After exploring Gobustan, head back to Baku to visit the Maiden Tower, a historical landmark that dates back to the 12th century. The tower is an iconic symbol of Baku, and has been well-preserved over the centuries. Visitors can climb to the top of the tower to take in panoramic views of the city and the Caspian Sea.
Next are the Flame Towers, a modern architectural marvel that dominates the Baku skyline. These three towering structures are designed to resemble flames, and are covered in LED screens that display vibrant, colorful images. Visitors can admire the Flame Towers from afar or take a closer look by visiting the observation deck on the 29th floor.
Speaking of flames, the Yanar Dag fires has a “cool factor”: it’s a hillside with several small fire balls coming out of it, burning naturally off the oil seeping through the rock pores. It’s quite the site, and my tour guide said that it has been uninterrupted for five thousand years, and will only burn out when the oil reserves deep inside the ground run dry.
A few hours out of Baku, in the Karabakh area, there’s a gorgeous walled fortress which was the entrance to Old Shusha, dubbed Ganja Gate, a popular trading route for its time. As told to by my guide, Shusha is the New Persian word for “glass”, called such because when the Iranian ruler Agha Muhammed Khan Qajar saw the area, he thought it had splendor like shiny glass.
Shusha has an altitude of 1,400-1,800 metres, and was a mountain resort in the Soviet era. The city was founded by Panah Ali Khan, in the 1750s. It was at one point considered to be the cradle of Azerbaijani culture, music and poetry. Mugham, a local musical tradition, originates here, as do Sileh rugs. Last May, the city hosted its annual music festival.
Visitors can, and should, treat themselves to traditional Azerbaijani cuisine at local restaurants. Swagger has covered these culinary delights before from the Diaspora, like Saj, a dish served on a sizzling platter on the flame, that includes seasoned lamb, and beef, with assorted veggies. Shah Plov, meanwhile, is basmati rice with apricots, plums, raisins and chestnuts. And dushboreh is a dumpling stuffed with ground meat, seasoned with special herbs and sauce. Just a few examples of the exquisite and must-try cuisine of the Caucasus region.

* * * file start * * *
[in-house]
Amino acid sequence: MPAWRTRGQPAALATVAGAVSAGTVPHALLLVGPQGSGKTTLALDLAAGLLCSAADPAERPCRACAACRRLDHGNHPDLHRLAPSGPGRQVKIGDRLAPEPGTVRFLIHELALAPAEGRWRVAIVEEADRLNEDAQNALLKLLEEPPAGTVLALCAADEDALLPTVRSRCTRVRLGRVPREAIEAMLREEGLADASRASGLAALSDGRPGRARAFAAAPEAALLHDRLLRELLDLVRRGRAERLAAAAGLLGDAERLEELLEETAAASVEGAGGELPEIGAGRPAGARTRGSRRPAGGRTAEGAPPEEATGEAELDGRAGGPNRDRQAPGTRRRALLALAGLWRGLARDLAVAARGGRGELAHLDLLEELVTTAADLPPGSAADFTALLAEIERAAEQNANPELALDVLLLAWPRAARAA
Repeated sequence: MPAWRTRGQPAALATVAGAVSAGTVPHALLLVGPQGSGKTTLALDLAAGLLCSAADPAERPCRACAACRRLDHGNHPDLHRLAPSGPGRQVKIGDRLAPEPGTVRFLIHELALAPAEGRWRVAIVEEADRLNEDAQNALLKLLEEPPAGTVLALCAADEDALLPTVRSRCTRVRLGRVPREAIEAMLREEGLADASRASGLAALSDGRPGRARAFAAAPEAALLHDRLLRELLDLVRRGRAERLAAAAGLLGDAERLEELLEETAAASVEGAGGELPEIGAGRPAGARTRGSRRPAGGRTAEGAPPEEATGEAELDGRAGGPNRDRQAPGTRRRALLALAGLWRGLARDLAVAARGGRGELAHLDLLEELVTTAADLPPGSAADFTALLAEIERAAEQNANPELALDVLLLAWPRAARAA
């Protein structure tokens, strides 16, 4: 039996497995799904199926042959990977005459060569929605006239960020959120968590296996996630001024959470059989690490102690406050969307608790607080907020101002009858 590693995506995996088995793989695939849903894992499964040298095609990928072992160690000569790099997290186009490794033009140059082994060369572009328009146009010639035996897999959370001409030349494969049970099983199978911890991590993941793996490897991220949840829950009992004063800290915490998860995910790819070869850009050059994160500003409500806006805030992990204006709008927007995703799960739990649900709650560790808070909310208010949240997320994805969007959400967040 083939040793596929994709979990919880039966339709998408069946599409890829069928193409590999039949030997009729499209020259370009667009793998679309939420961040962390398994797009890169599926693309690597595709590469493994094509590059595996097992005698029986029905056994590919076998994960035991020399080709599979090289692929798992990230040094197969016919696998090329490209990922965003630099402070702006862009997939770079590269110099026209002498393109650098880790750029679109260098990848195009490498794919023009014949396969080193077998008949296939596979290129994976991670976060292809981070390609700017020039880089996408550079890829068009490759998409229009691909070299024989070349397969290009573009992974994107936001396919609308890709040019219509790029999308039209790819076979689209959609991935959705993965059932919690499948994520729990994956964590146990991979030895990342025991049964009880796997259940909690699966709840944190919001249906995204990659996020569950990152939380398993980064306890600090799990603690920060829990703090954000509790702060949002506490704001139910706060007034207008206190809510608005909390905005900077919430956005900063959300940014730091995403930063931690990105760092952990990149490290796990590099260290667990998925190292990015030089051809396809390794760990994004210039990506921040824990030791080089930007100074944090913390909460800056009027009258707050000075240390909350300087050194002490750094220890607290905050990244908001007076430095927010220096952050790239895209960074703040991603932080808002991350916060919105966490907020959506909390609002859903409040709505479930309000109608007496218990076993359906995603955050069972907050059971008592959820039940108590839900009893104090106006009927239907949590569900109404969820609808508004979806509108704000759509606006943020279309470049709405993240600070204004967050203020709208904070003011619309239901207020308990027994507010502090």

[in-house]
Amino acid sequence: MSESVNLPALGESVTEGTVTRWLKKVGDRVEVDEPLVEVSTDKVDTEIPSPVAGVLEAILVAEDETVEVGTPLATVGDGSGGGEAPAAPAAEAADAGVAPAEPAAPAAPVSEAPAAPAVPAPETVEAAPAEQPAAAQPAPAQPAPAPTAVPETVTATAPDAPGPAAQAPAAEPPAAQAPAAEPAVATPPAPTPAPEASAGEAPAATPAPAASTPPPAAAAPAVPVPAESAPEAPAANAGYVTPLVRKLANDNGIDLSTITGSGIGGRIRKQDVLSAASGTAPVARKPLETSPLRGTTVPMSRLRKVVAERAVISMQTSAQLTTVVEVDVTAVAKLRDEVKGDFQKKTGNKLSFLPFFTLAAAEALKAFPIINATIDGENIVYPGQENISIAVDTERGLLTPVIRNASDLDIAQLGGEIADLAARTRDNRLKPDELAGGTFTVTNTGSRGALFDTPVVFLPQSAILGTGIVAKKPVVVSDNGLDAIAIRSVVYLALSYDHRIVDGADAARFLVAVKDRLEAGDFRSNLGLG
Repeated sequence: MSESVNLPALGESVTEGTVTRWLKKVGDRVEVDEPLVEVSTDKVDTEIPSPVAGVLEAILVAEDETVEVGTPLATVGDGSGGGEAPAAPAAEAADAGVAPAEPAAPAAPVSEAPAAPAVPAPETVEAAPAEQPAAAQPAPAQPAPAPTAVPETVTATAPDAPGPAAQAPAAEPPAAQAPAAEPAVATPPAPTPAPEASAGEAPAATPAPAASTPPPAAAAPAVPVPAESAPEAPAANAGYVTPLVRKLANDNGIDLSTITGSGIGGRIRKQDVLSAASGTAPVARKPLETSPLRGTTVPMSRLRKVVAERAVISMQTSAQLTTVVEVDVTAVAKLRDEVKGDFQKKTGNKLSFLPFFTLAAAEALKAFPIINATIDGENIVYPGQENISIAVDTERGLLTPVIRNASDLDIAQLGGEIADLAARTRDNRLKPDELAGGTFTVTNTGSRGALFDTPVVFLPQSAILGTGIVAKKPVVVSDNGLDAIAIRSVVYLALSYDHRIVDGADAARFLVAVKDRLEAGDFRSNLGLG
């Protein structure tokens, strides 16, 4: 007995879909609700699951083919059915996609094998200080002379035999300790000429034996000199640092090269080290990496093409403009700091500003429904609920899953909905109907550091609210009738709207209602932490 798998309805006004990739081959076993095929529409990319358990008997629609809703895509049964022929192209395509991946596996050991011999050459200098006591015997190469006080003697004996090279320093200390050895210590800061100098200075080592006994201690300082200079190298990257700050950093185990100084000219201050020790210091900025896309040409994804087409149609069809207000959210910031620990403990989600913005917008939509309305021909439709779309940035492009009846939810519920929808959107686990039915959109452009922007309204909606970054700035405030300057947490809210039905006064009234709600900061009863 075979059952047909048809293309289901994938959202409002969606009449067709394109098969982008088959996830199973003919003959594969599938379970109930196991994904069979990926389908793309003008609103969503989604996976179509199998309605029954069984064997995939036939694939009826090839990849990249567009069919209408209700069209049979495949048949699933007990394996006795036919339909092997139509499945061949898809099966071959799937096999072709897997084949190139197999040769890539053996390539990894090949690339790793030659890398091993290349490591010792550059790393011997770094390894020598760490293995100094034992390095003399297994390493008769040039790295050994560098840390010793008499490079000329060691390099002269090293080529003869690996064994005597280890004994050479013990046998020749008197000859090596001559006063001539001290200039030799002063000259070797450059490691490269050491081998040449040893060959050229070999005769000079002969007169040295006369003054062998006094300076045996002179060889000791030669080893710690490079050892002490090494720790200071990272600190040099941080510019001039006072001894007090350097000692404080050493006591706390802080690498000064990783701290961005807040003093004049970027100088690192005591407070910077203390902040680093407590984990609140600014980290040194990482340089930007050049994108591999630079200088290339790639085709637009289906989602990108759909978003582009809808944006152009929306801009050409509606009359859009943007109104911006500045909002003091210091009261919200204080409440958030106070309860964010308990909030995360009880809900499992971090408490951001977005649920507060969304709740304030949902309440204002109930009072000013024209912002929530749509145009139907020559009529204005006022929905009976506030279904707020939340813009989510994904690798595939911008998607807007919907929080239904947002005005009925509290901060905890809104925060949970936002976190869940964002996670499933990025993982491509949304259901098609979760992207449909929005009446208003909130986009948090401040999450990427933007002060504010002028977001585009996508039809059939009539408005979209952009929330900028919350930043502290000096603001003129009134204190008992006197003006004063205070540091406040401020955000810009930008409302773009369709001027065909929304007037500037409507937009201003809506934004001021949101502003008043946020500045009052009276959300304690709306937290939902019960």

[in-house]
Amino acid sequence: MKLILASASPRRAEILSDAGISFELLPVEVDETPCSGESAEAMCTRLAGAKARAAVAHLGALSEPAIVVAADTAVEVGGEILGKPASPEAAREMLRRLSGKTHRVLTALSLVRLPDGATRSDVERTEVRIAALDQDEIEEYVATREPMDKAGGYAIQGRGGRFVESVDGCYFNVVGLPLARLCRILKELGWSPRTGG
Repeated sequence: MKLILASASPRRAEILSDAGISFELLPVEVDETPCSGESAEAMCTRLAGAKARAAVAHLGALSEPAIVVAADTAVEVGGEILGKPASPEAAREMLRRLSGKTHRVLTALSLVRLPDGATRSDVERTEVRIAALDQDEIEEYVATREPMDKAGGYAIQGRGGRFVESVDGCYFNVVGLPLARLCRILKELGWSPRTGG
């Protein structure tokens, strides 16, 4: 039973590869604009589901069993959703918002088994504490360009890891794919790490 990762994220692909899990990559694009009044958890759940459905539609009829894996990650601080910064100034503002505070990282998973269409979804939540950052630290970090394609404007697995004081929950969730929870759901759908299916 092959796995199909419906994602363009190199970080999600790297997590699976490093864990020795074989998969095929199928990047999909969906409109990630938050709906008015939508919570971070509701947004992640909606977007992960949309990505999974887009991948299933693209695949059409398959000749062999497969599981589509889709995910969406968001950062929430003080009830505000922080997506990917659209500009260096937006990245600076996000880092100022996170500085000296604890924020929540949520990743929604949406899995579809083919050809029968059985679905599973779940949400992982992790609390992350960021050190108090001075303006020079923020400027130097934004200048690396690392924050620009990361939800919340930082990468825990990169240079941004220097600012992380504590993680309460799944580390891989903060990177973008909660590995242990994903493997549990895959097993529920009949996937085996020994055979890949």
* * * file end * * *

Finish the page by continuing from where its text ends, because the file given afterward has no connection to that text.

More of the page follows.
Beyond the tourist sites, I discovered things that elicited my empathy for the Azerbaijani people. One example – where the Western news media seemed to not pay much attention – was on Feb. 25, 1992, when a tragedy befell the Azerbaijanis, in the city of Khojaly.
According to Azerbaijanis, Armenian armed units, assisted by the former Soviet Army, killed some six hundred civilians. It reminded me how much work we all need to do to make the world a better place, and something that’s even now more in my heart. I happen to be at the memorial in Baku on the anniversary date, in late February, where thousands of people came out to pay their respects. (It should be noted, that there hasn’t been military conflict in quite some time, and when there was, it was a five hour drive away from Baku.)
I know that Baku’s not typically on people’s radar as a destination, but two million tourists a year can’t be wrong. I learned about the area’s fascinating history going back millennia, and enjoyed finding out how diverse the country is. Whether you’re a history buff, an architecture enthusiast, or a nature lover, there is something for everyone to enjoy in Azerbaijan.